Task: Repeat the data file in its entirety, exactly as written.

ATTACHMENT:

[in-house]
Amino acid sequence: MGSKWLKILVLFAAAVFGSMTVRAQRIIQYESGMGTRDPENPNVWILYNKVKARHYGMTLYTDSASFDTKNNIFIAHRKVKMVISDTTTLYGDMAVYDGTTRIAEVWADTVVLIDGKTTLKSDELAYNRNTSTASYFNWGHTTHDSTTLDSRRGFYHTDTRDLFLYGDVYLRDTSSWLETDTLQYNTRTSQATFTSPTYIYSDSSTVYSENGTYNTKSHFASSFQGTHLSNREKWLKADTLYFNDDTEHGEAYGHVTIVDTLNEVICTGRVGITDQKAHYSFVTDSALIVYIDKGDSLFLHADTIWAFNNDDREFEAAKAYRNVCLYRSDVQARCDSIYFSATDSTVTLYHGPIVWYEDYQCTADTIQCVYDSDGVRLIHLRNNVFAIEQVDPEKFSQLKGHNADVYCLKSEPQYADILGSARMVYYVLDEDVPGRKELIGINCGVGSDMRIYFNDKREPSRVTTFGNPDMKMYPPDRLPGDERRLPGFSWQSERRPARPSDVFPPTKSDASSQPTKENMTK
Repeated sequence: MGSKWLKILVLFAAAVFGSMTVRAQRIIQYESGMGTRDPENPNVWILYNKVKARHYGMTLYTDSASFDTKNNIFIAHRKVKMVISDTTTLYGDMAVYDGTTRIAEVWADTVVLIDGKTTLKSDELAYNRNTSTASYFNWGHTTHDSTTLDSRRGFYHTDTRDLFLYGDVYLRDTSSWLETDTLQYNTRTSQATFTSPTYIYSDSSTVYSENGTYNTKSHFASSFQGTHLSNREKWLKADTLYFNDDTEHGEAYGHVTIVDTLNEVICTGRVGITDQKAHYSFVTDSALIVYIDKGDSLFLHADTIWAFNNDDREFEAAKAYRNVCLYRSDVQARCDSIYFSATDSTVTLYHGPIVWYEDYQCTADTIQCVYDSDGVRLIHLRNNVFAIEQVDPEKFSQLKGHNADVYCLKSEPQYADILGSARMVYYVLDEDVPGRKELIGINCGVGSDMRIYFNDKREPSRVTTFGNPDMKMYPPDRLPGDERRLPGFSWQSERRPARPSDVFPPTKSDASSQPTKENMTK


[in-house]
Amino acid sequence: MGSKWLKILVLFAAAVFGSMTVRAQRIIQYESGMGTRDPENPNVWILYNKVKARHYGMTLYTDSASFDTKNNIFIAHRKVKMVISDTTTLYGDMAVYDGTTRIAEVWADTVVLIDGKTTLKSDELAYNRNTSTASYFNWGHTTHDSTTLDSRRGFYHTDTRDLFLYGDVYLRDTSSWLETDTLQYNTRTSQATFTSPTYIYSDSSTVYSENGTYNTKSHFASSFQGTHLSNREKWLKADTLYFNDDTEHGEAYGHVTIVDTLNEVICTGRVGITDQKAHYSFVTDSALIVYIDKGDSLFLHADTIWAFNNDDREFEAAKAYRNVCLYRSDVQARCDSIYFSATDSTVTLYHGPIVWYEDYQCTADTIQCVYDSDGVRLIHLRNNVFAIEQVDPEKFSQLKGHNADVYCLKSEPQYADILGSARMVYYVLDEDVPGRKELIGINCGVGSDMRIYFNDKREPSRVTTFGNPDMKMYPPDRLPGDERRLPGFSWQSERRPARPSDVFPPTKSDASSQPTKENMTK
Repeated sequence: MGSKWLKILVLFAAAVFGSMTVRAQRIIQYESGMGTRDPENPNVWILYNKVKARHYGMTLYTDSASFDTKNNIFIAHRKVKMVISDTTTLYGDMAVYDGTTRIAEVWADTVVLIDGKTTLKSDELAYNRNTSTASYFNWGHTTHDSTTLDSRRGFYHTDTRDLFLYGDVYLRDTSSWLETDTLQYNTRTSQATFTSPTYIYSDSSTVYSENGTYNTKSHFASSFQGTHLSNREKWLKADTLYFNDDTEHGEAYGHVTIVDTLNEVICTGRVGITDQKAHYSFVTDSALIVYIDKGDSLFLHADTIWAFNNDDREFEAAKAYRNVCLYRSDVQARCDSIYFSATDSTVTLYHGPIVWYEDYQCTADTIQCVYDSDGVRLIHLRNNVFAIEQVDPEKFSQLKGHNADVYCLKSEPQYADILGSARMVYYVLDEDVPGRKELIGINCGVGSDMRIYFNDKREPSRVTTFGNPDMKMYPPDRLPGDERRLPGFSWQSERRPARPSDVFPPTKSDASSQPTKENMTK